October 31, 2008
Health insurance companies charging women higher premiums than men: Okay or outrage?
We've already established that health insurance is one of the top concerns of new hires negotiating a compensation package with an employer. As for those of us with part-time, contract, or full-time jobs that don't come with health coverage, we do our best to get on a partner's plan or muddle through with costly COBRA insurance benefits, an individual plan bought through a site like eHealthInsurance, or no insurance at all.
For those of us paying our own way for health coverage (yours truly included) -- and trying not to rip every last hair from our head as our rates climb with each passing year -- Wednesday's New York Times article about how insurance companies charge women significantly higher premiums for individual health coverage than men is a tough one to swallow. The arguments for the 20 to 50 percent higher rates? Women have babies, and we tend to go to the doctor more than men.
Because I rarely go to the doctor, am in relatively good health, and do not intend to have babies (and no, I'm not changing my mind; biologically that ship has pretty much sailed), I was not happy to read this news. Many New York Times readers were up in arms too, but for varied reasons:
"Men pay significantly more for car insurance and life insurance," many said. "Doesn't it all work out evenly in the end?"
"Women still make less money than men on many fronts," others said. "This is one more injustice."
One commenter even quipped that perhaps the best solution for women was to get their tubes tied and then negotiate a new rate with their insurance carrier, as they wouldn't be requiring maternity benefits any longer.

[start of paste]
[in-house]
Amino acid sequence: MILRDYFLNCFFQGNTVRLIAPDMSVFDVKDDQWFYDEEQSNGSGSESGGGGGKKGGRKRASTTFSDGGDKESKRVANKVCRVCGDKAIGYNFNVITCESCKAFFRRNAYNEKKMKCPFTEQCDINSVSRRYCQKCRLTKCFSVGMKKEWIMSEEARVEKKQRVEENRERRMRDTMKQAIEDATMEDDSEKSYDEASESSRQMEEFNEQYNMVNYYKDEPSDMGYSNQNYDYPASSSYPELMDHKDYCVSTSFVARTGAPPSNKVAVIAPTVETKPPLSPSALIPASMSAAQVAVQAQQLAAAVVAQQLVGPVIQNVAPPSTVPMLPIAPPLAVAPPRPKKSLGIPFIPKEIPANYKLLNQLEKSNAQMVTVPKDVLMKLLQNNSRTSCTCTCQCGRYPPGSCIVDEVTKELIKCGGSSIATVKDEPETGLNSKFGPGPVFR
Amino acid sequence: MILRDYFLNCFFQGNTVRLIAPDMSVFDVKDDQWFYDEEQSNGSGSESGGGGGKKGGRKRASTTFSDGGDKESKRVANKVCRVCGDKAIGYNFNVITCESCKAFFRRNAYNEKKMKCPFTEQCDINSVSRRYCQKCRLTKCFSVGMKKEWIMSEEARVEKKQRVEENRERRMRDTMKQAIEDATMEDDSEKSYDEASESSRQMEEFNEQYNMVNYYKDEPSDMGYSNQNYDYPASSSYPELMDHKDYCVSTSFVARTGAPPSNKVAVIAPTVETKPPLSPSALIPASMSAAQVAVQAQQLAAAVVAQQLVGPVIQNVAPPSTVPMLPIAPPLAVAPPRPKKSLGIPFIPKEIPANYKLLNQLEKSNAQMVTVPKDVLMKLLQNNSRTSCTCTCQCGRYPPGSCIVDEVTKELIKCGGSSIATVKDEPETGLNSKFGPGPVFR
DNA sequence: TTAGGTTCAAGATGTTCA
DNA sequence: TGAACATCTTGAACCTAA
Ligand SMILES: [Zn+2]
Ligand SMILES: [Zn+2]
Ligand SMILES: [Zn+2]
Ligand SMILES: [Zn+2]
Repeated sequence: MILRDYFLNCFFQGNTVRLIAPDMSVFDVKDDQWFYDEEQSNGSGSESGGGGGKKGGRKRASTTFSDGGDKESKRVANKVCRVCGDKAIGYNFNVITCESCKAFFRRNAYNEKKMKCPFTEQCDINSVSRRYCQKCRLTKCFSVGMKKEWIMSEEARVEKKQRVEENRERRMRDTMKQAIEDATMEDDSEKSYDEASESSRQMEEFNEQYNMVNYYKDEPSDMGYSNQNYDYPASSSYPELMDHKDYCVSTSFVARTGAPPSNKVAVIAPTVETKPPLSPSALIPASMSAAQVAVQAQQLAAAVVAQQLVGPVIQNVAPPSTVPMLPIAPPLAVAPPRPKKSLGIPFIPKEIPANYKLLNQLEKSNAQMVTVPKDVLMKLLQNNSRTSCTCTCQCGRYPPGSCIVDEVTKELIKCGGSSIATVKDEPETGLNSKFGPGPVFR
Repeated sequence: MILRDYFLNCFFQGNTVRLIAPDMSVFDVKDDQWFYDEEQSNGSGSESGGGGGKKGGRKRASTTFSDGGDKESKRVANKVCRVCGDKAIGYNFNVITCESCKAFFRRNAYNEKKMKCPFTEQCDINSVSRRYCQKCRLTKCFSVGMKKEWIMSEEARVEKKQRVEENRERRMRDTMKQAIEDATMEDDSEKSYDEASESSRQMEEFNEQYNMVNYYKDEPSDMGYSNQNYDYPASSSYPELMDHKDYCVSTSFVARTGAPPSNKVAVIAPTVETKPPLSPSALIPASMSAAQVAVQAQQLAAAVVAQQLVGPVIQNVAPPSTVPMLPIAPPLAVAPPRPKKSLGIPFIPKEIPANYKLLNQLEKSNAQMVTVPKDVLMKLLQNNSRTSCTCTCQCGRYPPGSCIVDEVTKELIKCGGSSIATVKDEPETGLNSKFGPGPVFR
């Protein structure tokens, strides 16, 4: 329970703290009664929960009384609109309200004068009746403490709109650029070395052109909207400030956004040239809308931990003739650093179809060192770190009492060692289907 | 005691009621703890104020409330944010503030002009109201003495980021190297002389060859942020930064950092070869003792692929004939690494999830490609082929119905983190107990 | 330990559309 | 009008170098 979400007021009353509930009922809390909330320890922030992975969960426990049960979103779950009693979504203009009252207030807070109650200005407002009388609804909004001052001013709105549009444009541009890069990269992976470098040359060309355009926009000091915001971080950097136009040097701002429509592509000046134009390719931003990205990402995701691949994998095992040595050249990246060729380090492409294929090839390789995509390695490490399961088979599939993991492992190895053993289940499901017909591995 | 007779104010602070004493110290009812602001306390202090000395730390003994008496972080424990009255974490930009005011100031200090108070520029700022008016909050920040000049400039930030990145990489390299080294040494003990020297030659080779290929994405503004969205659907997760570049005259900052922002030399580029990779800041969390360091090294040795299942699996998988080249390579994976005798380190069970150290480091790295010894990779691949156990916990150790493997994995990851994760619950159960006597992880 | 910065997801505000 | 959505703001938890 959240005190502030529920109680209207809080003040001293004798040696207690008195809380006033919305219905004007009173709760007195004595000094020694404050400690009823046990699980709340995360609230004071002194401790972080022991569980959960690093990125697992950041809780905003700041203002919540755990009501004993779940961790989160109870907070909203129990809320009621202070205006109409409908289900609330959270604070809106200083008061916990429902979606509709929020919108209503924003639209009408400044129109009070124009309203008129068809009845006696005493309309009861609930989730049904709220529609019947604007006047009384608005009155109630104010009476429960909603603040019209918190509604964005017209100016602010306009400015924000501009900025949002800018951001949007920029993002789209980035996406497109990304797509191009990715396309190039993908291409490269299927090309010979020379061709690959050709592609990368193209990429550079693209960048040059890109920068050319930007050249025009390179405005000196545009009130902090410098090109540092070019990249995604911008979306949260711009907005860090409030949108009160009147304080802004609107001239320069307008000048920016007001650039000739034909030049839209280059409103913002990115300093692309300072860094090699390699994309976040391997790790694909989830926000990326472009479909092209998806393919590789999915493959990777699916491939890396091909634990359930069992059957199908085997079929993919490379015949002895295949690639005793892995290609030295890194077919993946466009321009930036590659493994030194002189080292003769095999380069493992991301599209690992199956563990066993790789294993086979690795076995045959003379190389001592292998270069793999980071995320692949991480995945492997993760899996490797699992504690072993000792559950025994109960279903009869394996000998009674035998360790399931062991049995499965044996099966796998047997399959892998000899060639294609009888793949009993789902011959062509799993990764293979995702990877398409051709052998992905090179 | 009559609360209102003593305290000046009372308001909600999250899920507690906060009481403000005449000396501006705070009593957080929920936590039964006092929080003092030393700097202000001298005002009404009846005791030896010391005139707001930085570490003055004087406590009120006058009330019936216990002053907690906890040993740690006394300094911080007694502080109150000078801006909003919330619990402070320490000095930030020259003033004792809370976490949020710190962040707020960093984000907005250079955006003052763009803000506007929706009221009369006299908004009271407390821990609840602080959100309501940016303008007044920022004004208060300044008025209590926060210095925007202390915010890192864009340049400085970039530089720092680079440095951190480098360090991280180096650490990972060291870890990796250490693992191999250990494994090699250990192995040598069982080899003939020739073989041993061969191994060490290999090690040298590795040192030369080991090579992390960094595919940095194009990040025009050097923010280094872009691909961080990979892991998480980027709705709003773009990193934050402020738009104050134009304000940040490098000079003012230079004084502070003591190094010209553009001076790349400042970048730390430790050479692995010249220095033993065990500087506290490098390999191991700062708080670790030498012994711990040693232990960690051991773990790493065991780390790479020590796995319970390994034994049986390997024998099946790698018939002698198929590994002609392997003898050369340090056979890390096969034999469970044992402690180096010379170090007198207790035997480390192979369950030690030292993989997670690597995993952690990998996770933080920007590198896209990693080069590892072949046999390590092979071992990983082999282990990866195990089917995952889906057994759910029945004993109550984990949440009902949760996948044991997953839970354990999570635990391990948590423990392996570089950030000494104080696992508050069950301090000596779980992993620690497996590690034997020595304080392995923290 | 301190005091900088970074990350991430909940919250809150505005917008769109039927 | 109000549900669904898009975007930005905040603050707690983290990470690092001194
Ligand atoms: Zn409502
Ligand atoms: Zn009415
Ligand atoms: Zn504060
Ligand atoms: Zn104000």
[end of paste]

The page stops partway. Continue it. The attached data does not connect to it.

As someone who's been buying her own health insurance for 15 years, the best solution I've found is to work with an insurance agent who represents multiple carriers. Like the travel agents of decades past, they'll find you the deal that makes the most financial sense for you, based on your medical needs. Example: I recently saved $1,000 a year in insurance premiums by dropping maternity and prescription drug benefits from my health plan -- two offerings I've yet to use. Working with a reputable agent won't cost you a dime; they earn their commission from the insurance companies. Just make sure your agent comes recommended from a friend or colleague.
How about you? If you're not getting insurance through work or a partner, how are you getting it? And what do you think of the matter of women paying more for health premiums and men paying more for other types of insurance?
Karen Burns is the author of The Amazing Adventures of Working Girl, a career guide based on her 59 jobs over 40 years in 22 cities.
Kristen Fife is a senior recruiter, career mentor, blogger and resume consultant based in the Seattle area.
Lisa Quast is a certified career coach, mentor, business consultant, former corporate executive and author based in the Seattle area.
Randy Woods writes about job-search tools, networking techniques and other tips to help you land your dream job.
Matt Youngquist is the president of Career Horizons, a career counseling firm.
Natalie Singer is a Seattle writer, editor and small-business owner.
Michelle Goodman is the author of "My So-Called Freelance Life" and "The Anti 9-to-5 Guide."
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